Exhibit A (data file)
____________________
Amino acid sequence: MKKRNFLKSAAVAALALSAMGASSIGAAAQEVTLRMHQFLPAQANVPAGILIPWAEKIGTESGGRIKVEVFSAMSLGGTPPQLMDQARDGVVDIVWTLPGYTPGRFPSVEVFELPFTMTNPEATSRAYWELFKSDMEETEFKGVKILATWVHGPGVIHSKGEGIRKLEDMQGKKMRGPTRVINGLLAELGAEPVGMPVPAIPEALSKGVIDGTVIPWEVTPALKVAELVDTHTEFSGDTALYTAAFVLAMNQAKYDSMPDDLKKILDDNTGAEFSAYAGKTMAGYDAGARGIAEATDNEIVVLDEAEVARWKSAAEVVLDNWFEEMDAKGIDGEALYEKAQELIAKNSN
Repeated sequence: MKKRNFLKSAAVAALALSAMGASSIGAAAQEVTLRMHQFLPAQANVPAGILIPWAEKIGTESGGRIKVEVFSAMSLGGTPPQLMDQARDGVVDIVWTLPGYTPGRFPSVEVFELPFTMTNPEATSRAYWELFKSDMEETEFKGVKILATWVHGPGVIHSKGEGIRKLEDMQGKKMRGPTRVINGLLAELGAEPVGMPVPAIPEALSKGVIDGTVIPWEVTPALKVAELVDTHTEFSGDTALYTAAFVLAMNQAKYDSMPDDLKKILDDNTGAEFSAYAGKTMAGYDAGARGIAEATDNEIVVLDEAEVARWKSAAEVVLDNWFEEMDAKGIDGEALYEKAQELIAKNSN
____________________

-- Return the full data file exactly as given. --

Amino acid sequence: MKKRNFLKSAAVAALALSAMGASSIGAAAQEVTLRMHQFLPAQANVPAGILIPWAEKIGTESGGRIKVEVFSAMSLGGTPPQLMDQARDGVVDIVWTLPGYTPGRFPSVEVFELPFTMTNPEATSRAYWELFKSDMEETEFKGVKILATWVHGPGVIHSKGEGIRKLEDMQGKKMRGPTRVINGLLAELGAEPVGMPVPAIPEALSKGVIDGTVIPWEVTPALKVAELVDTHTEFSGDTALYTAAFVLAMNQAKYDSMPDDLKKILDDNTGAEFSAYAGKTMAGYDAGARGIAEATDNEIVVLDEAEVARWKSAAEVVLDNWFEEMDAKGIDGEALYEKAQELIAKNSN
Repeated sequence: MKKRNFLKSAAVAALALSAMGASSIGAAAQEVTLRMHQFLPAQANVPAGILIPWAEKIGTESGGRIKVEVFSAMSLGGTPPQLMDQARDGVVDIVWTLPGYTPGRFPSVEVFELPFTMTNPEATSRAYWELFKSDMEETEFKGVKILATWVHGPGVIHSKGEGIRKLEDMQGKKMRGPTRVINGLLAELGAEPVGMPVPAIPEALSKGVIDGTVIPWEVTPALKVAELVDTHTEFSGDTALYTAAFVLAMNQAKYDSMPDDLKKILDDNTGAEFSAYAGKTMAGYDAGARGIAEATDNEIVVLDEAEVARWKSAAEVVLDNWFEEMDAKGIDGEALYEKAQELIAKNSN